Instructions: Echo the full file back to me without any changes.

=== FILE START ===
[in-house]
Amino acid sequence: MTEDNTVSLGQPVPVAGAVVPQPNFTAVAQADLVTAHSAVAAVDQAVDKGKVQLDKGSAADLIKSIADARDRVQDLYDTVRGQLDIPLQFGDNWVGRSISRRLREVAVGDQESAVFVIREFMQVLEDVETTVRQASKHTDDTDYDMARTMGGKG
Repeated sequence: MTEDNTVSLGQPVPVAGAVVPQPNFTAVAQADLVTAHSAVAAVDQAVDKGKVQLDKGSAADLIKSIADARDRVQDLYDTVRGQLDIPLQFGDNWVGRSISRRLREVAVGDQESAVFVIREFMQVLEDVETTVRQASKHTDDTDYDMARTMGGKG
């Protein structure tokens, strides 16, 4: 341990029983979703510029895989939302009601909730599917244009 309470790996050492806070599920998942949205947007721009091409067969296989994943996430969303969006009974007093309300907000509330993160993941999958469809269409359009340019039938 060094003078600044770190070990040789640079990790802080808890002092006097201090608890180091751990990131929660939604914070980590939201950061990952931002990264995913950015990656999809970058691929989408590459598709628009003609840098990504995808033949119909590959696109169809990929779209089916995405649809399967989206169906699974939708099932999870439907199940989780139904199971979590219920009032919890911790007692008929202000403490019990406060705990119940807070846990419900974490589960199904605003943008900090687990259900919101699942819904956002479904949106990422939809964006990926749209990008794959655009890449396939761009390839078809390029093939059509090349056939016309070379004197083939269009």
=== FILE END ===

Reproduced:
[in-house]
Amino acid sequence: MTEDNTVSLGQPVPVAGAVVPQPNFTAVAQADLVTAHSAVAAVDQAVDKGKVQLDKGSAADLIKSIADARDRVQDLYDTVRGQLDIPLQFGDNWVGRSISRRLREVAVGDQESAVFVIREFMQVLEDVETTVRQASKHTDDTDYDMARTMGGKG
Repeated sequence: MTEDNTVSLGQPVPVAGAVVPQPNFTAVAQADLVTAHSAVAAVDQAVDKGKVQLDKGSAADLIKSIADARDRVQDLYDTVRGQLDIPLQFGDNWVGRSISRRLREVAVGDQESAVFVIREFMQVLEDVETTVRQASKHTDDTDYDMARTMGGKG
């Protein structure tokens, strides 16, 4: 341990029983979703510029895989939302009601909730599917244009 309470790996050492806070599920998942949205947007721009091409067969296989994943996430969303969006009974007093309300907000509330993160993941999958469809269409359009340019039938 060094003078600044770190070990040789640079990790802080808890002092006097201090608890180091751990990131929660939604914070980590939201950061990952931002990264995913950015990656999809970058691929989408590459598709628009003609840098990504995808033949119909590959696109169809990929779209089916995405649809399967989206169906699974939708099932999870439907199940989780139904199971979590219920009032919890911790007692008929202000403490019990406060705990119940807070846990419900974490589960199904605003943008900090687990259900919101699942819904956002479904949106990422939809964006990926749209990008794959655009890449396939761009390839078809390029093939059509090349056939016309070379004197083939269009």